You both need to sit down together and tell your children

"mummy and daddy are still friends but don't want to live together any more so we've both decided it's best for daddy to move out for a little while."

None of this "he doesn't love me" shit.

midastouch Fri 29-Mar-13 14:59:54

I totally see your point its his decision it should be him to deal with the DCs but i dont know how you get round it. They'll realise soon if he doesnt come back and face them DCs are not stupid.
Sorry you're going through this

Really, Maggie? hmm But what if they aren't still friends, or the decision to move out is all the man's? Are you sure that sort of deception is actually good for the DC? Honesty is best, albeit at a level the child can understand.

It's really important to reassure the DC that they aren't to blame and that both parties' love for them is unconditional. Children often feel that if only they'd been better behaved or nicer to daddy he wouldn't have left.

YouTheCat Fri 29-Mar-13 15:10:02

I also think you are being conned.

What sort of person backs out on the marriage for no good reason when there's kids involved?

Maggie111 Fri 29-Mar-13 15:16:32

Yes I really think so. They both need to burden themselves with the responsibility of making the transition as easy as possible for the children.

Any hint of blame on either side is going to lead the children to

"if you weren't so mean, Daddy would still be here"
"why would daddy leave us?"

And so on.

A united front, leaving the children no upset and no room to play parents off against each other will be much better. Both parents should be grown ups and I don't give two hoots if the mother wants the children to know the truth so she'll feel better - it's not going to make life any easier for the children, or her in the long run.

juneau Fri 29-Mar-13 15:18:09

He says all we talk about are the dc. I am sahm so they are pretty much all I do in the day so conversation is mainly about them as i do nothing else. He also says we have nothing in common anymore

If this is GENUINELY the reason, and only he knows this, then you could try to do more together as a couple to give you things to talk about! It's easy to get into this rut when one works and the other is at home with the kids, but if you want your marriage to work, you don't just move out back to your mum's - you work at fixing it. You try to rediscover that spark and what made you get together in the first place. I think, if it was me, I'd challenge him to do this and see how he reacts.

CouthySaysEatChoccyEggs Fri 29-Mar-13 15:24:33

I can tell you, having been the child in the situation, that it is FAR more damaging for it not to be a child-friendly version of the truth.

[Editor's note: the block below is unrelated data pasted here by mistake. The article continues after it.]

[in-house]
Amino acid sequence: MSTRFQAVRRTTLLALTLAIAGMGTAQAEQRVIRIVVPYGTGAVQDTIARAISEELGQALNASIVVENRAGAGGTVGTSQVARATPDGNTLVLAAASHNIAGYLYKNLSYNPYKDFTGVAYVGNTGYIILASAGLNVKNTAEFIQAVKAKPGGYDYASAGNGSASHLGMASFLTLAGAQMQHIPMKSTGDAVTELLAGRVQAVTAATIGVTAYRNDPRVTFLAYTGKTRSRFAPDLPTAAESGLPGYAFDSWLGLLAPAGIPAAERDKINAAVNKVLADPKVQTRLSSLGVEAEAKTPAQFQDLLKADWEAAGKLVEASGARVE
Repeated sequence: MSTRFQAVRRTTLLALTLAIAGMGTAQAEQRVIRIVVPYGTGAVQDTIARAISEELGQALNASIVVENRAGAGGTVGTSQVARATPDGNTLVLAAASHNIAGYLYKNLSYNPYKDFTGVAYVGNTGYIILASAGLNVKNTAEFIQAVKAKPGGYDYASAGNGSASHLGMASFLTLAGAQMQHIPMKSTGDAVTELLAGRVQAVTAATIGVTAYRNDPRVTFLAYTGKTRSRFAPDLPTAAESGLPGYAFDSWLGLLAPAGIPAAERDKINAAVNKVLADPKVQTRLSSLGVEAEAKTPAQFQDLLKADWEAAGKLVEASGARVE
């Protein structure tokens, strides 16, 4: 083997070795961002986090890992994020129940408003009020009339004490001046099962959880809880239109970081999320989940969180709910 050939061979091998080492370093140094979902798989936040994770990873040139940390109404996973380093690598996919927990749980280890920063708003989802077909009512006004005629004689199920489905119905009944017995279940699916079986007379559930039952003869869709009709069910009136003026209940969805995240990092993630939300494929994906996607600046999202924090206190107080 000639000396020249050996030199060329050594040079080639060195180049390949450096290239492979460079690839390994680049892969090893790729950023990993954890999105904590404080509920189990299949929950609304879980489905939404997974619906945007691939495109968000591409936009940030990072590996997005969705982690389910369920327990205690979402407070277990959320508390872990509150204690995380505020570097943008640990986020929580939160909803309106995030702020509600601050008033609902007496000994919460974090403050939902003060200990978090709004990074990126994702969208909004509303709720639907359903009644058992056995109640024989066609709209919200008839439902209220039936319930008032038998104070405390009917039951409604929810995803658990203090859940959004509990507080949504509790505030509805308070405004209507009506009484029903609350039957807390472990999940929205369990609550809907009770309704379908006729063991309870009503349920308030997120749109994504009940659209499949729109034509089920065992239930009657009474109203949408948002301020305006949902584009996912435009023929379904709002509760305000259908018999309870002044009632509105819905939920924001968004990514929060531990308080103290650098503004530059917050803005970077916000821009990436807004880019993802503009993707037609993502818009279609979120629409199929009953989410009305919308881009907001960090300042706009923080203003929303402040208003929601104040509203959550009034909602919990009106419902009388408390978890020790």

Saying that mummy and daddy are going to be just friends is bullshit if you don't WANT to be friends with your ex that's fucked off, and the DC's will see through that anyway - the OP is not going to be able to hide her sadness at her ex walking out from them completely, no matter how hard she tries, and the DC's WILL blame themselves for her sadness if they don't know the truth.

This SHOULD come from him, albeit with the OP present. The OP bears no blame in this, it's all her Ex's decision, and he needs to be man enough to tell his DC the truth. And HE needs to reassure them that HE still loves them - it's not the OP leaving, is it?!

And I'm sad to say, I would eat my shorts if there isn't another woman involved. He's following the script down to a tee.

CouthySaysEatChoccyEggs Fri 29-Mar-13 15:25:46

And how can you be 'a united front' with someone who has walked out in you because "all you talk about is the DC's". He's a bastard. You can't show a united front with someone who has just BROKEN your union...

Pandemoniaa Fri 29-Mar-13 15:43:42

You must both have a discussion with your children. Together. And be very careful how you phrase issues like not loving each other either.

I say this because I thought that my ex-dh and I had been very careful about how we broke the news of our separation to our dcs and we'd gone down the lines of "mummy and daddy love you both very much but not each other so we'll be happier living in different houses." Later that same night, 6 year old ds1 cried his heart out because he'd assumed that because I didn't love his daddy any longer, ds1 wasn't allowed to either. The sight of his little tearstained face as he said "But I do love him, mummy and now I won't be allowed to" remains with me to this day.

Both parents should be grown ups? But one has decided being a grown up isn't what he wants anymore. So how will that work? Pretending everything is all right, really, isn't going to work. The DC will soon see through that.

ChippingInIsEggceptional Fri 29-Mar-13 16:08:49

Very, very rarely do men leave the marital home without another in the wings sad He might not admit it, but incredibly soon he will 'meet someone new' hmm Lying bastard.

You should be there, but he's the one that needs to tell the children and he needs to take full responsibility for it and he needs to stress to them that it's NOT your fault and nothing you, or they, have done.